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Thymosin β10 promotes tumor-associated macrophages M2 conversion and proliferation via the PI3K/Akt pathway in lung adenocarcinoma



Thymosin β10 (TMSB10) has been reported to play a protumorigenic role in a majority of solid cancers. However, the existence of TMSB10 in immune microenvironment may contribute to the pathogenesis of lung adenocarcinoma has not been previously explored.


TAMs-associated TMSB10 expression was evaluated by immunohistochemistry (IHC) in 184 lung adenocarcinomas. Xenograft mice model was established to investigate the effect of TMSB10 shRNA on TAMs phenotypes. The macrophages phenotype associated cytokines IL-6, IL-8, IL-12 and TNF-α were detected by ELISA after treated with TMSB10 shRNA or scramble. Furthermore, the target proteins were detected by immunoblotting.


We found that high TAMs-associated TMSB10 expression was significantly correlated with the advanced TNM stage and T3/T4 tumor size. And high TAMs-associated TMSB10 expression was significantly correlated with poor overall and progression-free survival of lung adenocarcinoma, acting as an independent prognostic factor for lung adenocarcinoma. Furthermore, we investigated the biological functions of TMSB10 in macrophages in vivo and in vitro. TMSB10 knockdown dramatically reduced TAMs, THP-1 and RAW264.7 cell proliferation, and promoted macrophages phenotype conversion of M2 to M1, and TMSB10 knockdown reduced the levels of p-Akt (Sec473), p-mTOR (Sec2448) and p-p70S6K (Thr389) without effect on Akt, mTOR and p70S6K expression.


These results demonstrate that TAMs-associated TMSB10 promotes tumor growth through increasing TAMs M2 conversion and proliferation via PI3K/Akt signaling pathway, providing a promising tumor biomarker for predicting prognosis and a potential therapeutic target for lung adenocarcinoma.


Although lung cancer morbidity shows a continuous tendency to decline in recent years, yet lung cancer accounts for a quarter of all cancer deaths worldwide [1]. Even these patients with stage I and II non-small cell lung cancer (NSCLC) received radical resection, nonsurgical approaches such as stereotactic body radiotherapy (SBRT) or Radiofrequency ablation, postoperative recurrence rate reach to over 30% in patients with early stage NSCLC [2, 3]. For stage III NSCLC, the multimodality therapies including surgical removal, chemotherapy, radiotherapy or targeted therapy, is preferable in the subsets of patients [4]. The number of postoperative patients that could benefit from the adjuvant therapies is limited [5, 6]. For lung adenocarcinoma is the most prevalent subtype of lung cancer, it is urgent to develop new treatment strategies for those recurrent patients. In recent years, the great value of immunotherapy in anticancer treatment has been confirmed, which accelerate the exploration of diverse effective immunotherapeutic strategies for various malignancies. The immune checkpoints such as cytotoxic T-lymphocyte antigen-4 (CTLA-4), programmed cell death 1 (PD-1) and programmed death ligand-1 (PD-L1) were the most promising targets, meanwhile their immunosuppressants have been clinically demonstrated effective in NSCLC, melanoma and bladder cancer et al. [7,8,9,10,11,12]. However, acquired resistance to immunotherapies was unavoidable after receiving immune checkpoints blockade [13, 14].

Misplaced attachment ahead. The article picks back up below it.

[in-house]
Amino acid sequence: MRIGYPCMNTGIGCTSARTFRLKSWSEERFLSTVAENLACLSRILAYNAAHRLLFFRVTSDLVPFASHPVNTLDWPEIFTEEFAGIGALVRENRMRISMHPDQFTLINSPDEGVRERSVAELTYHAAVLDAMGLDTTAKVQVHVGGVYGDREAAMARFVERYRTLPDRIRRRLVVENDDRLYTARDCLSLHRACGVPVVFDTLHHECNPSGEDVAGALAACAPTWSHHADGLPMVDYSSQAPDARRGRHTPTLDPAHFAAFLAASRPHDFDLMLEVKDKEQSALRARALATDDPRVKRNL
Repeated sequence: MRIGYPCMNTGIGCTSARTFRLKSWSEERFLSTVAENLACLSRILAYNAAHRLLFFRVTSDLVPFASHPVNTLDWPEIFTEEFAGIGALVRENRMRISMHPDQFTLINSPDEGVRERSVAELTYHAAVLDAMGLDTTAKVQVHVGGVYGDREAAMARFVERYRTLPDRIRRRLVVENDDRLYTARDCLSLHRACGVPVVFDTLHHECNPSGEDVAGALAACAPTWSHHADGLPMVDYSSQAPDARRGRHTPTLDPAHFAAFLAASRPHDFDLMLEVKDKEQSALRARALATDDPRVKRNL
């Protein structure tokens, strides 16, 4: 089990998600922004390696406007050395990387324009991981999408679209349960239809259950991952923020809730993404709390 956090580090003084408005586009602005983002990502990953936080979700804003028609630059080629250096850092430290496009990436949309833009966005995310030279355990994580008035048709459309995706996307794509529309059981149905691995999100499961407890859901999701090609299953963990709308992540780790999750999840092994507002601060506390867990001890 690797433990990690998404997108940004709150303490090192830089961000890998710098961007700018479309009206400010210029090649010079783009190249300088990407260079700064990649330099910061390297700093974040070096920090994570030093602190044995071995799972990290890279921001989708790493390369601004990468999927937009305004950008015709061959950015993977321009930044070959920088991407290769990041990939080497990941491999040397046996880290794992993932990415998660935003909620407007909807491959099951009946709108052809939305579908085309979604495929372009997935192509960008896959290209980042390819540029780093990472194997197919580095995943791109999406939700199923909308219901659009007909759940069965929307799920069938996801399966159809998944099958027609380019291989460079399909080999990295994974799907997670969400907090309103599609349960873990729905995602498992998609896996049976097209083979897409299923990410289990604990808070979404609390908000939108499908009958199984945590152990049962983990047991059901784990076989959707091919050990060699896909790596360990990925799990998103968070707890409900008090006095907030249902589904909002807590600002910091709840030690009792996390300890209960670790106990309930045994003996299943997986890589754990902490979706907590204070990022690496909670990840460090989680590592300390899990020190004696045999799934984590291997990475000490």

Tumor-associated macrophages (TAMs) are the major component of the tumor immune microenvironment in solid tumors, which help tumor cells to escape immune surveillance by recruiting immunosuppressors like regulatory T cells (Tregs) and myeloid-derived suppressor cells (MDSCs) [15]. Since TAMs are mainly consisted by antitumorigenic M1 phenotype macrophages and protumorigenic M2 phenotype macrophages, studies try to restore the antitumorigenic talents of macrophages and repress protumorigenic TAMs are prevailing in recent years [15]. Manipulating these arsenals of the innate immunity combined with known curative immunotherapies that activate the adaptive immunity looks more promising than either therapy alone.

Thymosin β10 (TMSB10) belongs to the family of β-thymosins which contain highly conserved amino acid sequence [16]. TMSB10 mainly serve as actin sequestering proteins to inhibit the formation of F-actin. TMSB10 also has been proven to be overexpressed in most human solid tumors, and regulate cancer cell proliferation and metastasis [17,18,19,20,21]. Notably, Yonit Lavin et al. reported that TMSB10 mRNA was unregulated in TAMs of early lung adenocarcinoma compared with those in mononuclear macrophages of adjacent normal lung tissues and peripheral blood [22].

However, the relation between TMSB10 and TAMs remains unclear, which needed to be furtherly clarified. To the best of our knowledge, this is the first study to explore the role of TMSB10 in early lung adenocarcinoma through analyzing the relation between its clinicopathological characteristics and TAMs-associated TMSB10. Moreover, we conducted the experiments in vitro and in vivo to investigate the biological effect of TMSB10 on TAMs phenotype.


Clinical data

The clinicopathological and survival data were obtained from patients with lung adenocarcinoma who had undergone surgery between January 2013 and December 2019. Tumors were classified according to the 8th edition of the AJCC TNM system for lung cancer. The inclusion criteria were as follows: (1) primary lung adenocarcinoma diagnosed by pathological diagnosis; (2) cases had received no previous treatment before operation. The age, gender, smoking history, tumor site, tumor size, lymphatic metastasis, TNM stage, and survival information were acquired from medical records. This retrospective study was approved by the ethics committee of our hospital, and the informed consent was exempted.

Animal models